Who needs pearls? Oyster meat the bounty at annual fundraiser

November 10, 2010 

Russell Anderson, left, and Seth Morgan of Captain Woody’s Bar and Grill keep the steaming oysters coming during last year’s Hilton Head Oyster Festival at Shelter Cove Community Park. This year’s event will be held Saturday and Sunday.


  • When: 11 a.m. to 5 p.m. Saturday
    and Sunday

    Where: Shelter Cove Community Park on Hilton Head Island

    Cost: Admission is $5; children 12 and younger get in free; food tickets are $1 each; buckets of oysters are 12 tickets

    Details: 843-681-7273, www.islandreccenter.org

Oyster roast season is in full swing, and one of the largest of the year is coming to Hilton Head Island this weekend.

The Island Recreation Association will hold its annual Hilton Head Oyster Festival from 11 a.m. to 5 p.m. Saturday and Sunday at Shelter Cove Community Park.

The centerpiece is the oysters, but the two-day event features something for even the most apprehensive of shuckers.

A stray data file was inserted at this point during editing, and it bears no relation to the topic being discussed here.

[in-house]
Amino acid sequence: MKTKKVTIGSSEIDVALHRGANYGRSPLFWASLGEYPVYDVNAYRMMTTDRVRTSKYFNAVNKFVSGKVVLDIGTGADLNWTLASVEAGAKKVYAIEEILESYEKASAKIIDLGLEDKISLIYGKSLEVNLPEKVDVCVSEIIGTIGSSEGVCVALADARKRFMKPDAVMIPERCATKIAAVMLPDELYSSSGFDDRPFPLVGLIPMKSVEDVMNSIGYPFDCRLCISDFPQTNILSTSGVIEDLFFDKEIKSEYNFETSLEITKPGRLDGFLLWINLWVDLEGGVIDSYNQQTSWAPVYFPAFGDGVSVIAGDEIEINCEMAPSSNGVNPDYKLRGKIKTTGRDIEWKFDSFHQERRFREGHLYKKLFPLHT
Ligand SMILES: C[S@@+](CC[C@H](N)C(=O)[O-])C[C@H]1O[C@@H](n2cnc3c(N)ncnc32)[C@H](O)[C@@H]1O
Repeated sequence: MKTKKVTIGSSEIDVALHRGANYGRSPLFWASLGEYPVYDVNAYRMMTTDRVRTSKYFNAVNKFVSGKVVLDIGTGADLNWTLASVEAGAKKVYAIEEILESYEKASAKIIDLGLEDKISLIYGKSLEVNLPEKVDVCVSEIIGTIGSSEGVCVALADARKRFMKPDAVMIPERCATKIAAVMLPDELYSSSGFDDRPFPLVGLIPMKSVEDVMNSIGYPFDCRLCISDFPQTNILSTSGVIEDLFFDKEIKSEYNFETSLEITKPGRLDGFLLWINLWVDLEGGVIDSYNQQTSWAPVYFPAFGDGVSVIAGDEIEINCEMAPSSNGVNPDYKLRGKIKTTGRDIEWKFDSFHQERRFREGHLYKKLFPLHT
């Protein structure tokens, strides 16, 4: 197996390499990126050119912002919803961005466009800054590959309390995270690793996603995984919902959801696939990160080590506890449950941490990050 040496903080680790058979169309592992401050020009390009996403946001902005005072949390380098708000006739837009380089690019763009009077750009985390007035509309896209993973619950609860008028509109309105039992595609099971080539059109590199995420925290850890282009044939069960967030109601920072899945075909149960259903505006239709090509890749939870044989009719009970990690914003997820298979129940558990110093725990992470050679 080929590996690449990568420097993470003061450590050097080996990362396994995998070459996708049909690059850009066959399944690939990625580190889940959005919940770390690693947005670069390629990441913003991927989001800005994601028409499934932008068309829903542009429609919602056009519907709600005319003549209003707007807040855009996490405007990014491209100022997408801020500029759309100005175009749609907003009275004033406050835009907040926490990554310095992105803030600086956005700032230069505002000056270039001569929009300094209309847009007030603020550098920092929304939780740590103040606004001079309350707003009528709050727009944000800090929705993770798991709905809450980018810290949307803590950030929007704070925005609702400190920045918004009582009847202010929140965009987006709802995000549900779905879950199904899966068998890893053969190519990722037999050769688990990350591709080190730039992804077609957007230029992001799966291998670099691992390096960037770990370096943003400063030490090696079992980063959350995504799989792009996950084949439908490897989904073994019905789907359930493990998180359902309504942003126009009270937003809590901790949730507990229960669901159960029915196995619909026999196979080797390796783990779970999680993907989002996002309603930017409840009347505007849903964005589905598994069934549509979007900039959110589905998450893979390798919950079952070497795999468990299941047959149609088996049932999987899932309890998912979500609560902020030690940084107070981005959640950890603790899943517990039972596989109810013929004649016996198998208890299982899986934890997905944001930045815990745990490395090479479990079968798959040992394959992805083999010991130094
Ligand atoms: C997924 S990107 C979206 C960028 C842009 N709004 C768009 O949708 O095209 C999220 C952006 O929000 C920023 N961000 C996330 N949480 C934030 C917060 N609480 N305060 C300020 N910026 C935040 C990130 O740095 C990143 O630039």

"It's a very cool, laid-back event," organizer Joe Cain said. "(It's) a great event for the fall in the Lowcountry."


It's not just the oysters. Captain Woody's restaurant returns to cook up the oysters and shrimp. Kenny B's is a newbie to the event and will be frying up oyster po' boys. The menu expands beyond seafood with chili, hot dogs, hamburgers and even a marshmallow roast. Beer, wine and soft drinks also will be available for purchase.

A kids' zone will be set up with moon bounces, games and laser tag. Parents can peruse the holiday craft show and silent auction and watch NFL and college football games on big-screen TVs. Live music will be provided by the Chilly Willy Band and Matt MacKelcan on Saturday and Peter Buonaiuto, Stepping Stones and White Liquor on Sunday.


Can you taste an oyster's origin? It takes about 250 bushels of oysters to feed the fest. Half of them are Lowcountry oysters and the other half are Gulf Coast oysters picked from the Texas shore. The difference: Lowcountry oysters tend to come in clusters; Gulf oysters usually are easier to open, Cain said.


Shucking oysters might be fun enough, but the purpose of the event is to raise money for the Island Recreation Association Children's Scholarship Fund, which provides for students who otherwise wouldn't be able to afford rec center programs. Up to 2,000 people are expected to pass through the festival, raising about $5,000 for the fund.

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